My good friend Dr John Drummond Fitzpatrick (Fitz) graduated from McMaster University in 1973. He interned at Calgary General Hospital, where he met his long-time friend and recently deceased colleague Dr Dave Musgrave. He returned to rural Ontario for 5 years but came west permanently in 1979 to join Dave’s clinic, Courtenay Medical Associates. He couldn’t believe that Vancouver Island did not have mosquitoes but did have occasional cougars!
He worked hard at Courtenay Medical Associates and St. Joseph’s General Hospital in Comox for the next 35-plus years and was well loved by all. He welcomed me immediately when I did a locum here 40 years ago. (I knew his cousin at Queen’s School of Medicine.) We were good ski buddies, colleagues, and friends from March 1984 onward, when I moved here permanently. We went on countless powder skiing and Whistler trips. I worked with him for 20-plus years when Courtenay Medical Associates expanded into a new larger building in December 1993. Initially I was the only woman working with seven men, but Fitz always treated me with respect at work and play, as I could mostly keep up with him on skis and match his medical expertise. He did bail me out on a few occasions over the years, though.
Fitz was the ultimate family doctor, who worked 50 to 60 hours per week, cheerfully. He laughed this summer when I told him that working 3 days per week in the office is now considered full-time! He did family practice maternity, emergency room shifts (until we got emergency room physicians), hospital call, house calls, and then walk-in clinics and locums after he gave up his full-time practice in 2011. He also did joint injections. At Courtenay Medical Associates we often gathered in his office after 5:30 p.m. to discuss our workdays once patients had left. Lots of practical jokes too!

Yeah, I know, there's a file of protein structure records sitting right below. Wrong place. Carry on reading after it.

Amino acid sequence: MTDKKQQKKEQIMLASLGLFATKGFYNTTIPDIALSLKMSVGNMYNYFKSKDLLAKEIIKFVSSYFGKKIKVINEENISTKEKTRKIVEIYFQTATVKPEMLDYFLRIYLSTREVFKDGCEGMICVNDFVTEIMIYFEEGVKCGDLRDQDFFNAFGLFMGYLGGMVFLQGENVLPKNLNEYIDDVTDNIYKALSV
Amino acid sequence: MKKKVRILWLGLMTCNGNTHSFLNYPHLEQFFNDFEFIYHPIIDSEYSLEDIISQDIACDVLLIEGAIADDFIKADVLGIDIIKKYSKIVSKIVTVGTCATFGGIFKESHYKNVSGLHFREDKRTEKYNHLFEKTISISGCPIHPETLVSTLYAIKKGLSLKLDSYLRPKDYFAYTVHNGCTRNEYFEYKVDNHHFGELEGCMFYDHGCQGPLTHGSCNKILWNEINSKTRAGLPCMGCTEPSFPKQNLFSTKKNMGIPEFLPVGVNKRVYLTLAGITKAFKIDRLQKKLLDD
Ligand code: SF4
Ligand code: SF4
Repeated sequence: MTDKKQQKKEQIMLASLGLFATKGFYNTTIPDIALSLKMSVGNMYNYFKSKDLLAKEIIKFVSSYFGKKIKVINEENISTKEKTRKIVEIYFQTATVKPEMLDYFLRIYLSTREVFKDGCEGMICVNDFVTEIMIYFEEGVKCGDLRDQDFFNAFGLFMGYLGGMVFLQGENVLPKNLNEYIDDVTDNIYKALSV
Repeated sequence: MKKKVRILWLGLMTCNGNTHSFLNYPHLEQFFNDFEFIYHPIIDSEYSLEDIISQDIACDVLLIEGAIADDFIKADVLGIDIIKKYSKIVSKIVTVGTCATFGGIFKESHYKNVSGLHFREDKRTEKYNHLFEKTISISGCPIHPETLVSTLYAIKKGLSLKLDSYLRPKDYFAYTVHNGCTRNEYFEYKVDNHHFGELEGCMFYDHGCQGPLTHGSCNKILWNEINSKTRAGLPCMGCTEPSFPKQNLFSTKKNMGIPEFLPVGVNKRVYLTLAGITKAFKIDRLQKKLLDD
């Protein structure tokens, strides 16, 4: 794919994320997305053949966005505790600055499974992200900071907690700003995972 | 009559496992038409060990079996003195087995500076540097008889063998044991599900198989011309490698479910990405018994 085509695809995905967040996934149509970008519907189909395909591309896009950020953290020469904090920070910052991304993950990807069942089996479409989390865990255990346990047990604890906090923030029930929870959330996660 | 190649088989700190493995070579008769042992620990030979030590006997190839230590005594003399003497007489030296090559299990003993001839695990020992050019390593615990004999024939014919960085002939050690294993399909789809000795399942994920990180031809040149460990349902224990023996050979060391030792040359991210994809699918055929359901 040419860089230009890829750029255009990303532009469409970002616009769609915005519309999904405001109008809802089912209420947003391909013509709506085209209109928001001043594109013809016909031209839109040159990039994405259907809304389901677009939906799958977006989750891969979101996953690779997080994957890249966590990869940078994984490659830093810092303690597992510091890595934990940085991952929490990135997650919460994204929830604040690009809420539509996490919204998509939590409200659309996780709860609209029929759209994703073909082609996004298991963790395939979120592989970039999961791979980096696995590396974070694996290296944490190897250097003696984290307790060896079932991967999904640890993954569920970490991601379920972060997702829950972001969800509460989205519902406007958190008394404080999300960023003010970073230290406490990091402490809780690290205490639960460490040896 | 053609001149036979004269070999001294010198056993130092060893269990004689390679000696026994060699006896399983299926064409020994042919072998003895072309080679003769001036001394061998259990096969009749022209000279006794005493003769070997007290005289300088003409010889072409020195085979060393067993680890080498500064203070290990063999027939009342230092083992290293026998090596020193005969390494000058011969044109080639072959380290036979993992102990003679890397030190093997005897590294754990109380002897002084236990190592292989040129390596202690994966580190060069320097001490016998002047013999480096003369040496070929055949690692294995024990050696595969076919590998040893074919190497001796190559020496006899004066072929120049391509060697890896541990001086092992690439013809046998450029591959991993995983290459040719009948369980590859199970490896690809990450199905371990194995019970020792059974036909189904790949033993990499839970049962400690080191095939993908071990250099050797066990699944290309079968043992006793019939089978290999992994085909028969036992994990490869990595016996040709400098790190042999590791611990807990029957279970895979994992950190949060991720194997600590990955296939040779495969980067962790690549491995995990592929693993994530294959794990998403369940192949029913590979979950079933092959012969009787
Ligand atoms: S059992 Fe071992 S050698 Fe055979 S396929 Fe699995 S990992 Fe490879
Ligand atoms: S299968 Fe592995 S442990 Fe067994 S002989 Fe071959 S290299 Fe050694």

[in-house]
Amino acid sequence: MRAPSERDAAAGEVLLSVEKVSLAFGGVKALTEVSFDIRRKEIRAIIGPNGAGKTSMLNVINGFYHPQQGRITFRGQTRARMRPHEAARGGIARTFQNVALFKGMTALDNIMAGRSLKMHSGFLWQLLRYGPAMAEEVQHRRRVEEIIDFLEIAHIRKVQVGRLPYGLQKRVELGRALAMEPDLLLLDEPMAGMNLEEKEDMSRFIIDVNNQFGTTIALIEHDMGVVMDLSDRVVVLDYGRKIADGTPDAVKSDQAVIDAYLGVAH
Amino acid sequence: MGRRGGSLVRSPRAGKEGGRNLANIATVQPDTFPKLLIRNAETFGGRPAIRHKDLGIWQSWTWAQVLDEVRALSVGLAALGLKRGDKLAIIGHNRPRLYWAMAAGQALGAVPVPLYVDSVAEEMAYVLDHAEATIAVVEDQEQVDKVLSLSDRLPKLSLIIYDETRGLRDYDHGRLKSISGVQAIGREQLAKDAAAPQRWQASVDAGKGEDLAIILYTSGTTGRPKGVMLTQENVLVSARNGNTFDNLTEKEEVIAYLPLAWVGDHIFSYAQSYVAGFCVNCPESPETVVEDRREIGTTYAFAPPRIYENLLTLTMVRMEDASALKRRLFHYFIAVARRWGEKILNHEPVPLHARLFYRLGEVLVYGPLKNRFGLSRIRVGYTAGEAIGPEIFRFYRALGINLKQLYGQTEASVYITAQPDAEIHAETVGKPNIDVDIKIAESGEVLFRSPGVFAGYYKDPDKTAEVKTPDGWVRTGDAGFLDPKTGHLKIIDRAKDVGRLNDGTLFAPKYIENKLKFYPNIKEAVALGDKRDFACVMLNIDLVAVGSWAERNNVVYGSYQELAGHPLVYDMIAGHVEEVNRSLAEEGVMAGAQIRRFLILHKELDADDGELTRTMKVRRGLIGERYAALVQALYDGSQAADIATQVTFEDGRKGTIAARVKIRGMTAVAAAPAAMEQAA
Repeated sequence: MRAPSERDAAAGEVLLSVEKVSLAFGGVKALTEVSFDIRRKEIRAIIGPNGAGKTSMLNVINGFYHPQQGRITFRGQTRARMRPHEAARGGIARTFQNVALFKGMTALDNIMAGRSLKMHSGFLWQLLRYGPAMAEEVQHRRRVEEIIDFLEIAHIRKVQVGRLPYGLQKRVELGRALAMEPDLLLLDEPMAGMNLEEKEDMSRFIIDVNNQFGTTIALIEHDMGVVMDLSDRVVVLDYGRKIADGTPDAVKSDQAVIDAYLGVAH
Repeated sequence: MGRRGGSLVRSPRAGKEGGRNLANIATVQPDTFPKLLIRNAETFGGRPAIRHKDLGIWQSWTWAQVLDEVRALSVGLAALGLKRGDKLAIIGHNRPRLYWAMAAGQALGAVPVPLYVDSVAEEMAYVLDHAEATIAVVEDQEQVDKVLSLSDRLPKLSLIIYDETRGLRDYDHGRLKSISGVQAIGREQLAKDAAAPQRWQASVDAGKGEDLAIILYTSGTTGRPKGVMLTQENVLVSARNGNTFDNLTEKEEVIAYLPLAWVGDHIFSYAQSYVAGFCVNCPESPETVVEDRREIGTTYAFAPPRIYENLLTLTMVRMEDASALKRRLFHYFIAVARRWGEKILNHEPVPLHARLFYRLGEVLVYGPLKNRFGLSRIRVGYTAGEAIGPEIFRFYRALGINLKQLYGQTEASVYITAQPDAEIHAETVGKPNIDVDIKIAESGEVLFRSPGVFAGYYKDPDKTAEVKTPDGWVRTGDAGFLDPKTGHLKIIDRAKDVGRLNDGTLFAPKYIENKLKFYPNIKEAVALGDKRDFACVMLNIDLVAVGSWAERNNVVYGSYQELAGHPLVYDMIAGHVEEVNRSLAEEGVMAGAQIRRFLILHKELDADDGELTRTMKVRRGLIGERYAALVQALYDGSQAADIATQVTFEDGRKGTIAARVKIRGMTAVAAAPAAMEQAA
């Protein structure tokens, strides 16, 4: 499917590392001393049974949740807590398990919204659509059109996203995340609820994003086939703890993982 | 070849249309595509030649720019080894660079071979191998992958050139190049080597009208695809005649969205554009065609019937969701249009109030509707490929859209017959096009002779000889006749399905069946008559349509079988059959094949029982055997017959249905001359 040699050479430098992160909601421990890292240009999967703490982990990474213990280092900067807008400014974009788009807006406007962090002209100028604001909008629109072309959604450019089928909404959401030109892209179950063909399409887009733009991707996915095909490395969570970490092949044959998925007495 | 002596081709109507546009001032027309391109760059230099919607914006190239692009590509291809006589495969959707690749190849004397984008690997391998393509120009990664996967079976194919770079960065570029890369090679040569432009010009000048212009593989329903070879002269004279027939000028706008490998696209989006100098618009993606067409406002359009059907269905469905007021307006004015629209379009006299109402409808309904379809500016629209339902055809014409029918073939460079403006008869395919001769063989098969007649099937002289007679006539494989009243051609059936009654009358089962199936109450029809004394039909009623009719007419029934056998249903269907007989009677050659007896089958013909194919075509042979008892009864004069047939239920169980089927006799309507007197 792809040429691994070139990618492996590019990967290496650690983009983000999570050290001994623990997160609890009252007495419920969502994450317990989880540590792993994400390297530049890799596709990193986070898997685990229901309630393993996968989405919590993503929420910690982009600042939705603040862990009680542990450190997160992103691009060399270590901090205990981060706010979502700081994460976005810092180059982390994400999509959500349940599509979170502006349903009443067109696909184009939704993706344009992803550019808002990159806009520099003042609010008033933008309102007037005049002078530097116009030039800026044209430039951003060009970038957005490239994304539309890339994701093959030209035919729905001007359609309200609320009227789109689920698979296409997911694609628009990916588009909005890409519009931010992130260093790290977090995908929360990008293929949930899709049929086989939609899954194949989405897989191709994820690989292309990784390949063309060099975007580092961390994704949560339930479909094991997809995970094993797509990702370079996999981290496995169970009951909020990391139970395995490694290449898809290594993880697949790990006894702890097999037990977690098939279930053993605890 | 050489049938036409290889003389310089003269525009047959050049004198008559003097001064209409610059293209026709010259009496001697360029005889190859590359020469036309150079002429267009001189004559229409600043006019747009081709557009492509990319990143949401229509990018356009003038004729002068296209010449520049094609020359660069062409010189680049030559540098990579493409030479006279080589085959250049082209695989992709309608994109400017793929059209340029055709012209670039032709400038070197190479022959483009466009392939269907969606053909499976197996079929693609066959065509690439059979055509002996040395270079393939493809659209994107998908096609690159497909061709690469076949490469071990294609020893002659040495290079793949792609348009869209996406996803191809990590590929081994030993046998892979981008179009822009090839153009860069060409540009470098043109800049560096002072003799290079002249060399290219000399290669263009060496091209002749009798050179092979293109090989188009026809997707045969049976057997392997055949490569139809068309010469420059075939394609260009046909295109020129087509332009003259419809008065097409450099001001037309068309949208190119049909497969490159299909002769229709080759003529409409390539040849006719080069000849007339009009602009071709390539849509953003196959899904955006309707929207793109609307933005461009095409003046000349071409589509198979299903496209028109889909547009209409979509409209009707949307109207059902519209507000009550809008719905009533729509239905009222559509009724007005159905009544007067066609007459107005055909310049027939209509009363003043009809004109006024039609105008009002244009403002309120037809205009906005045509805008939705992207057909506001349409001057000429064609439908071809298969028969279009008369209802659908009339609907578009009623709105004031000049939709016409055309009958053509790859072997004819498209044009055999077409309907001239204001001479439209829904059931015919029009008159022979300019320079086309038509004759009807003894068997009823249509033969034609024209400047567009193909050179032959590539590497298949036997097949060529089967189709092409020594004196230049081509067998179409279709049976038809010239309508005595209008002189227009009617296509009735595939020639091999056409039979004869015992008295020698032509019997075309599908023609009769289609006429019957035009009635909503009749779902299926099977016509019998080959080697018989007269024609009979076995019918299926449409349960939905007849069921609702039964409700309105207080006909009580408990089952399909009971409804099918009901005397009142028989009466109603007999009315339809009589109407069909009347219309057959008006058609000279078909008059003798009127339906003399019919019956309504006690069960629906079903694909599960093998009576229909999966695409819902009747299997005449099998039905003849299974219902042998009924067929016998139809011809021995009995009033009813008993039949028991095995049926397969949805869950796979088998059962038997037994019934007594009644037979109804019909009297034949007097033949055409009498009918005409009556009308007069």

Fitz always made a point of getting to know his patients better by asking about their families and mutual passions such as skiing, sailing, cycling, rugby, politics, and music. He loved to participate in our local multisport relay, Snow to Surf: skiing, cycling, and paddling. He was very attentive to his good friend, Dr Dave Musgrave, who declined slowly over 13 years from Parkinson disease. Fitz was heartbroken when he could not give Dave’s eulogy in person this summer as he was at home recovering from COVID-19.
Fitz will be greatly missed by the entire Comox Valley community. He is survived by his wife, Lynn; sons, Ben and Thomas; and daughter, Sarah. All three children are avid skiers like him and his brother Dennis. His other brother, Chris, is a rugby player, like Fitz was in his younger days.
Despite his untimely death, we are all glad that he lived life well until the end. He cycled his usual 50 km route the day before his fatal myocardial infarction.
Please drink a Guinness in his honor and go skiing whenever possible. Fitz won’t be able to use his prepurchased passes for Whistler and Mount Washington; it was intended to be his last ski season before total knee replacement.
—Janet Green, MD
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